### (b) Including the interface

The remaining governing equations at the grid points *x*_{In−1}, *x*_{In}, *x*_{In+1} and *x*_{In+2} involve the location of the interface. The interface may move through the grid points *x*_{In} or *x*_{In+1} during this iteration, with the time-step restricted so that *h*(*t*) does not go past *x*_{In−1} or *x*_{In+2}. Thus, *x*_{In} and *x*_{In+1} are ignored until *h*(*t*_{n+1}) is known. Thus, the equation at *x*_{In−1} will be the same as *x*_{In−2} except that approximates (∂^{2}*c*/∂*x*^{2})(*x*_{In−1},*t*_{n+1}) using the points *x*_{In−2}, *x*_{In−1} and *h*(*t*_{n+1}). Similarly, the equation at *x*_{In+2} is the same as *x*_{In+3} except that approximates (∂^{2}*c*/∂*x*^{2})(*x*_{In+2},*t*_{n+1}) using the points *h*(*t*_{n+1}), *x*_{In+2} and *x*_{In+3}. The flux balance (2.5) to compute the *h*(*t*_{n+1}) is nonlinear when discretized. Thus, a predictor–corrector iteration is used to separate the linear equations for *c*(*x*,*t*) away from the interface, from the nonlinear equations near the interface and the flux balance for *h*(*t*_{n+1}). Using a guess for *h*(*t*_{n+1}), the predicted concentration values are computed using a linear banded solver at {*x*_{0},…,*x*_{In−1},*x*_{In+2},…,*x*_{M}}. A corrected guess for *h*(*t*_{n+1}) is then computed using Newton's method or a bisection/secant method. Once the iteration for *h*(*t*_{n+1}) converges, the concentration values at *x*_{In} and *x*_{In+1} are computed using the discretization scheme of the region (*Ω*_{1} or *Ω*_{2}) they end up in. In the event that one of these grid points has switched regions, *s*(*x*) is determined using an interpolant between *s*(*h*(*t*_{n}))=*t*_{n} and *s*(*h*(*t*_{n+1}))=*t*_{n+1}. If the new interface position is not within (*x*_{I−1},*x*_{I+2}), a smaller time-step is taken until it is within said region.

In order to discretize the flux balance (2.7), a first-order differencing scheme is used for the Riemann–Liouville derivative:
Now, the same discretization steps from (3.1) are used to obtain
3.2
where *D*_{1L}(*c*^{j}) approximates (∂*c*/∂*x*)(*h*(*t*_{n+1}),*t*_{j}) using *x*_{In−2}, *x*_{In−1} and *h*(*t*_{n+1}). Because the location *h*(*t*_{n+1}) will be in-between grid points for *j*<*n*+1, an interpolated value is used for *c*(*h*(*t*_{n+1}),*t*_{j}). Similar to , . Finally, *D*_{1R}(*c*^{j}) approximates (∂*c*/∂*x*)(*h*(*t*_{j}),*t*_{j}) using *h*(*t*_{j}), *x*_{In+2}, *x*_{In+3}.

In order to discretize the flux balance (2.8), a first-order differencing scheme is again used followed by the discretization steps from (3.1). When the interface is moving to the right, so that *s*(*h*(*t*))=*t*, *D*_{1L}(*c*^{j}) is replaced with *D*_{1Lh}(*c*^{j}) that approximates (∂*c*/∂*x*)(*h*(*t*_{j}),*t*_{j}) using *x*_{Ij−2}, *x*_{Ij−1} and *h*(*t*_{j}). When the interface is moving left, so that *s*(*h*(*t*))<*t*, the scheme requires *m* such that *t*_{m}<*s*(*h*(*t*_{n+1}))<*t*_{m+1}. The scheme then uses *D*_{1L} for *j*>*m*, and *D*_{1Lh} for *j*<*m*. For *j*=*m*, *D*_{1Lh*}(*c*) uses *c*(*h*(*t*_{n+1}),*s*(*h*(*t*_{n+1}))) and interpolated values for *c*(*x*_{In−2},*s*(*h*(*t*_{n+1})) and *c*(*x*_{In−1},*s*(*h*(*t*_{n+1})).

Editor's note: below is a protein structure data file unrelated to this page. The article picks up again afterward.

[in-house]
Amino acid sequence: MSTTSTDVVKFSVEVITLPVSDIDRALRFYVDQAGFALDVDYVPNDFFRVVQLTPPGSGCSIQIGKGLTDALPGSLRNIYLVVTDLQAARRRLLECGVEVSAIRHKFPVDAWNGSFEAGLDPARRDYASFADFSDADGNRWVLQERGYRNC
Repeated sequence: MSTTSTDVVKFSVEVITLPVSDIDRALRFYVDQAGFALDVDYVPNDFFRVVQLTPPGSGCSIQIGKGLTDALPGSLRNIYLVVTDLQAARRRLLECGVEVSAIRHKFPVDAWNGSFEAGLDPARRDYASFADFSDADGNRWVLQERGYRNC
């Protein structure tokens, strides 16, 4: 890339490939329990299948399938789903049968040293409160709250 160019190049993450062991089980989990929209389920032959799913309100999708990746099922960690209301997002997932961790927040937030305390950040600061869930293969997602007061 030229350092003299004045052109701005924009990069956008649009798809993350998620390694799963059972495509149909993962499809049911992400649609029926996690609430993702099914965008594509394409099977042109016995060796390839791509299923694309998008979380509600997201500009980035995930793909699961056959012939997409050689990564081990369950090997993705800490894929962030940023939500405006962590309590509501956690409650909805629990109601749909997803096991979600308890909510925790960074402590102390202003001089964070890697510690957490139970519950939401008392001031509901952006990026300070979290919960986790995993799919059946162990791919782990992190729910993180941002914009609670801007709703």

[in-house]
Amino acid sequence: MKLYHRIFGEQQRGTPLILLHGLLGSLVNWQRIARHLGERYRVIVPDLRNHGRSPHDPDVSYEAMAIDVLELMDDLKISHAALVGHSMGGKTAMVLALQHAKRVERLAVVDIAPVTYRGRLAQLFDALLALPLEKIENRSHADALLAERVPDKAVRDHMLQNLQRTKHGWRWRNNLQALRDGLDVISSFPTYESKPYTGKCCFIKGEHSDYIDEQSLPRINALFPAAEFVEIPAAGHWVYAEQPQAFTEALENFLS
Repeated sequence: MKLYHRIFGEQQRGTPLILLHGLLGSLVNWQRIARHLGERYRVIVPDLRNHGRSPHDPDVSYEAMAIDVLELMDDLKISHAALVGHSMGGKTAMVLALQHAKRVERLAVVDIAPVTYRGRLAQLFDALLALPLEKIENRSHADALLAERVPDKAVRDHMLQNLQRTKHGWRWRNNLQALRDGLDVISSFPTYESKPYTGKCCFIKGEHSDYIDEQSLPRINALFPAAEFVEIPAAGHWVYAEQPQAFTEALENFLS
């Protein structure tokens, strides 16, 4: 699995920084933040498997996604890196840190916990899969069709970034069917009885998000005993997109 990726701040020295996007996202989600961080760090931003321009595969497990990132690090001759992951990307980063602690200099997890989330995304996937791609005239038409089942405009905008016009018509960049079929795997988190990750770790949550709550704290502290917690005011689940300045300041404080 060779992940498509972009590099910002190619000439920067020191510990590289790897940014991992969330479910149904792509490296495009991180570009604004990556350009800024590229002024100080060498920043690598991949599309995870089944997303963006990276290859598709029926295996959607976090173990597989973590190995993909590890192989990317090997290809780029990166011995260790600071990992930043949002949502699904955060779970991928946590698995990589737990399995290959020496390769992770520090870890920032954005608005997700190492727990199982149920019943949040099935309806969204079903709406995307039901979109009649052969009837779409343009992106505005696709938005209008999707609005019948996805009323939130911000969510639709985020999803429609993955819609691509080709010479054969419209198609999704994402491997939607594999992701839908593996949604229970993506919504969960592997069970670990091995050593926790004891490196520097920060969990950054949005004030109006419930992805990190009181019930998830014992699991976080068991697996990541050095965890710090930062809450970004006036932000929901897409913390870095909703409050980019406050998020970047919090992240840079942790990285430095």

In order to discretize the flux balance (2.9), the same steps are used to discretize as for (2.7) and (2.8). Here, the scheme requires *m* such that *t*_{m}=*t**, and uses *D*_{1Lh} for *j*≥*m*, and *D*_{1L*} for *j*<*m*. *D*_{1L*} approximates (∂*c*/∂*x*)(*h*(*t*_{m}),*t*_{j}) using *x*_{Im−2}, *x*_{Im−1} and *h*(*t*_{m}). The location *h*(*t*_{m}) will be in-between grid points for *j*<*m*, and thus interpolated values are used for *c*(*h*(*t*_{m}),*t*_{j}).

An approximation to the Heaviside function is used for the initial condition along with *c*(−*L*,*t*)=0 and *c*(*R*,*t*)=1 as the boundary conditions. The approximation to the Heaviside function is defined piecewise as
3.3
where *ϵ* is an approximation parameter. This particular initial condition is chosen because it satisfies the flux balance (2.5) uniformly as .

### (c) Handling the subdiffusion history

All previous *c*(*x*,*t*) values in *Ω*_{1} must be stored in order to compute the new *c*(*x*,*t*) values using (3.1). While the computational storage is not an issue for the examples presented here, the corresponding computational time is, as it grows like *O*(*N*^{2}). For this reason, an adaptive time-stepping routine is implemented to decrease *N*. The routine compares the interface locations computed at *t*+Δ*t* and *t*+0.5Δ*t*. If their difference is above a certain threshold (*ϵ*_{max}), the time-step is halved. If their difference is below a certain threshold (*ϵ*_{min}), the time-step is doubled. This is particularly effective here because the time-step restriction depends on the interface speed, which varies over time. Additionally, the *Ω*_{1} region is split up so that the history can be computed in parallel across multiple cores. Although unnecessary for the computations in this paper, higher-order temporal schemes for (3.1) would help decrease *N* further.

### (d) Convergence analysis

In order to examine the global order of the scheme, the values *α*=0.8, , *c**=0.8, *L*=*R*=4 and *ϵ*=0.6 are used. To first study the spatial convergence, results are obtained for *T*=0.01 with Δ*t*=1.0×10^{−6} and *M*∈{51,101,201,401,801}. These results are compared with the solution with the same parameters except *M*=3201:
Note that the presence of the free interface introduces fluctuations in the values for the *L*_{2}(2Δ*x*):*L*_{2}(Δ*x*) and ratios. However, the values still indicate that the method is at least first-order in space. The convergence is not second order because the first-order stencils used near the interface, and the free interface itself, degrade the overall order.